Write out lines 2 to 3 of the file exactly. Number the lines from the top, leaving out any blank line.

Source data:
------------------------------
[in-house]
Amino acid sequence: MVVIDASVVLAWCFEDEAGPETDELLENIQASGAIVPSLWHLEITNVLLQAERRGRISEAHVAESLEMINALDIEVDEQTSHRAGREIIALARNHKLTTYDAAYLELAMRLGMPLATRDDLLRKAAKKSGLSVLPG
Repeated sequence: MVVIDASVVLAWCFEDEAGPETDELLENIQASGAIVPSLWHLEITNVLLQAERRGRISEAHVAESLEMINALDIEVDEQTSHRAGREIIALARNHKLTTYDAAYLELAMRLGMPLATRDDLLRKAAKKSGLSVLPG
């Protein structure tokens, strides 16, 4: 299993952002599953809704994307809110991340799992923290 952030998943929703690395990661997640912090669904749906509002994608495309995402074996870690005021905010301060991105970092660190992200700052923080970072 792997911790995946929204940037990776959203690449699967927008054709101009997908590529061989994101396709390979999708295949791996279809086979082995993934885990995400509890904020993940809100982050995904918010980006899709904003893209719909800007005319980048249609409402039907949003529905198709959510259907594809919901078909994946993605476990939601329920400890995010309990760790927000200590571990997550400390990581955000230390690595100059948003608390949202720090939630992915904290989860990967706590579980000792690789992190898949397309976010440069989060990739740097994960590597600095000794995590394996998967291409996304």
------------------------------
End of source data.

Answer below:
Amino acid sequence: MVVIDASVVLAWCFEDEAGPETDELLENIQASGAIVPSLWHLEITNVLLQAERRGRISEAHVAESLEMINALDIEVDEQTSHRAGREIIALARNHKLTTYDAAYLELAMRLGMPLATRDDLLRKAAKKSGLSVLPG
Repeated sequence: MVVIDASVVLAWCFEDEAGPETDELLENIQASGAIVPSLWHLEITNVLLQAERRGRISEAHVAESLEMINALDIEVDEQTSHRAGREIIALARNHKLTTYDAAYLELAMRLGMPLATRDDLLRKAAKKSGLSVLPG